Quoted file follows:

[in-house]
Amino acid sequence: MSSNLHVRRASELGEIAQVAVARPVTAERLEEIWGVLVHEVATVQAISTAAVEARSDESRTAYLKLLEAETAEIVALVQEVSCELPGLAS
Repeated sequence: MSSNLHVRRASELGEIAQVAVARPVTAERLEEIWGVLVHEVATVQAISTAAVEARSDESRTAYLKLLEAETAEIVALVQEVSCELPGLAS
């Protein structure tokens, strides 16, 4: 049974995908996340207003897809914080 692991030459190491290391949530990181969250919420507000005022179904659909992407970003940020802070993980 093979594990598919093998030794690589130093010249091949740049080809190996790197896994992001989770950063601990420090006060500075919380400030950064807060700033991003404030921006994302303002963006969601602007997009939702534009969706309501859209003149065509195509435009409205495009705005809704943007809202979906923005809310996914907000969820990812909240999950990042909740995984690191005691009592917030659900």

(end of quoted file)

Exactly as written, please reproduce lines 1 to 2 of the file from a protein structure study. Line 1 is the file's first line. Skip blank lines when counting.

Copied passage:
[in-house]
Amino acid sequence: MSSNLHVRRASELGEIAQVAVARPVTAERLEEIWGVLVHEVATVQAISTAAVEARSDESRTAYLKLLEAETAEIVALVQEVSCELPGLAS